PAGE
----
All About Deep Cleanings

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Written and Medically Reviewed by

Medically Reviewed

This article is based on scientific evidence, written by experts and fact checked by experts. Dr. Daniel Cho strives to provide unbiased and honest feedback regarding dental topics. This article contains scientific references. The numbers in the parentheses (1, 2, 3) are clickable links to peer-reviewed scientific papers.

Dental deep cleaning differs from routine dental cleanings you get once or twice yearly. They are also called scaling and root planing, and they’re a more intense cleaning that goes under the gums to cure and prevent periodontal disease. Typically, a deep cleaning require anesthesia, but for some it may not.

A dentist will recommend deep cleaning at the first signs of periodontal disease. Periodontal disease causes bone loss and eventual tooth loss when left untreated, so it’s essential to schedule dental checkups regularly and have one as soon as possible when recommended.

The Difference Between Deep Cleanings and Regular Cleanings

Regular teeth cleanings are necessary for oral hygiene and to maintain overall dental health. Not only do routine cleanings help keep your teeth looking fantastic, but it leads to strong and healthy teeth.

When you ignore regular cleanings, your teeth and gums could become weaker and more prone to infections.

Regular cleanings focus above the gum line, scaling and polishing the outer surface of the teeth. On the other hand, deep cleaning involves the removal of bacterial colonies, plaque and tartar that form in pockets under the gum line and the roots of the teeth.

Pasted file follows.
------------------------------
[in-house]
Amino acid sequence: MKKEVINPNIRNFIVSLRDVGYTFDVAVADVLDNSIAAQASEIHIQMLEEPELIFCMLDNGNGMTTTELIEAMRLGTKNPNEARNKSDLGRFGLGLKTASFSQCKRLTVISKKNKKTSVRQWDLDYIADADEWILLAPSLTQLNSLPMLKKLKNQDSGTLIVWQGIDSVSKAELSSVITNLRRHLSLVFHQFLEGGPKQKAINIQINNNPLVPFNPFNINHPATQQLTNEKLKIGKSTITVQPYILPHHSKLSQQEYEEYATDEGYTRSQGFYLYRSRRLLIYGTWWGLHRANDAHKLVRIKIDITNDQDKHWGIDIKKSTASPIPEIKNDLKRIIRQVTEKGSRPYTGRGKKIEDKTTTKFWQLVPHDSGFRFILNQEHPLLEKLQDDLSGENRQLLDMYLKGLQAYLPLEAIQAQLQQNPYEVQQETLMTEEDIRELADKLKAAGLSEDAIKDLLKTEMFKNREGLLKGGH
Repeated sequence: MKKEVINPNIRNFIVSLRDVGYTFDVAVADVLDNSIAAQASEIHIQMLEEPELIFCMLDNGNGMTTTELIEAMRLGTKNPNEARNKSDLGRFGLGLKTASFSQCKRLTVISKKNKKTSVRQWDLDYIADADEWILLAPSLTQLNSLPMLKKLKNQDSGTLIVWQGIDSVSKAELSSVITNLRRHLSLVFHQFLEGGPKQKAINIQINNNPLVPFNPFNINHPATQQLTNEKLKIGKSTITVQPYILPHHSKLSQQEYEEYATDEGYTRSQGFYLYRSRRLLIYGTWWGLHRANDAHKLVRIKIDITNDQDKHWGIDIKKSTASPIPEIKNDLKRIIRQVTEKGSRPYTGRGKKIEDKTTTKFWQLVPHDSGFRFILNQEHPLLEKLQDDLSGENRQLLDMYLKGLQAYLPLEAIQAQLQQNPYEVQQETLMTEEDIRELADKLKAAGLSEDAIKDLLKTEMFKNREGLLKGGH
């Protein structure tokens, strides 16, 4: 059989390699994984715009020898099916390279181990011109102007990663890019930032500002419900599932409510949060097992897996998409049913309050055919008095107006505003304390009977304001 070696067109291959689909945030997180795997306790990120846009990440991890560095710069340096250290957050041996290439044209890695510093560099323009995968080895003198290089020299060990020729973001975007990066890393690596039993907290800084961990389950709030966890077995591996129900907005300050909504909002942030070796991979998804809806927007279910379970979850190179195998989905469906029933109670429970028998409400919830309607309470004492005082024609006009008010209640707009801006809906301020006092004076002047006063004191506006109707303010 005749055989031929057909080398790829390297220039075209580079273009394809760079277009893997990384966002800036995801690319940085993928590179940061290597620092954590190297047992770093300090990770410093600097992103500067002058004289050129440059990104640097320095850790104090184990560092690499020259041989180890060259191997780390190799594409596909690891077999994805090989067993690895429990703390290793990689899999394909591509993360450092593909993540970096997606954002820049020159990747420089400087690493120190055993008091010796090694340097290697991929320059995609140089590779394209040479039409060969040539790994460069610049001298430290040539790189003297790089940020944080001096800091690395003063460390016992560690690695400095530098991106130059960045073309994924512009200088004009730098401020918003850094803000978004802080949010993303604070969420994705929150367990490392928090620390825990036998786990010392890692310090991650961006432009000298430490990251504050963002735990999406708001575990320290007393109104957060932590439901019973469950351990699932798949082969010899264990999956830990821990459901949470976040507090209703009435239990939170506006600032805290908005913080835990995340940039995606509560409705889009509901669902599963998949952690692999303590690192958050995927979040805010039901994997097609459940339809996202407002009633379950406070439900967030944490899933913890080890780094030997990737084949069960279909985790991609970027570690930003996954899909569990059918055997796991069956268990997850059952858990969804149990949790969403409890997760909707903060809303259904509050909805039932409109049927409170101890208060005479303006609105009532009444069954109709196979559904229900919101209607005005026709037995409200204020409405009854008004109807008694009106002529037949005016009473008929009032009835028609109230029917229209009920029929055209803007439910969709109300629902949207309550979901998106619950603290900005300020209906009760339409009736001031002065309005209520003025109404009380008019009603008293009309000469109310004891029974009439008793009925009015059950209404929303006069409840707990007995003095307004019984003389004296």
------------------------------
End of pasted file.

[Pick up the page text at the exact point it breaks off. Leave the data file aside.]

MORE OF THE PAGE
In the same way a surface scrub does not remove rot in the foundations of a house, a regular surface cleaning does not adequately clean teeth and gums with active periodontal disease.

If you’ve reached a point where your teeth and gums require a deep cleaning, regular cleaning will not be sufficient to remove the bacteria from underneath and along your gums.

While regular cleanings are helpful, they do not substitute deep cleanings.

Who Performs a Deep Cleaning?

A dental deep cleaning is generally performed by a dental hygienist. Scaling is the process of removing plaque and calculus from teeth. Root planing is the process of smoothing the root surfaces of teeth to remove plaque and calculus. A deep cleaning will remove all the plaque and tartar from your teeth, leaving them healthy and clean.

What are Risk Factors for Deep Cleanings?

A deep cleaning is an essential first step to fighting various levels of periodontal disease. There’s no question that a deep cleaning can treat gum disease, but the process doesn’t come without risks. Your dentist will likely discuss these risks with you before they schedule one for you, and they include:

  • No guarantee of gum attachment to the teeth.
  • Soreness and sensitive gums after the procedure.
  • Increased tooth sensitivity.
  • Potential nerve damage (incredibly rare).
  • May appear to cause gum recession*.

*The recession may appear to be from the deep cleaning, however periodontal disease inherently has some degree of recession.

When untreated, inflamed tissues will appear at normal height and shrink once healthy afterwards.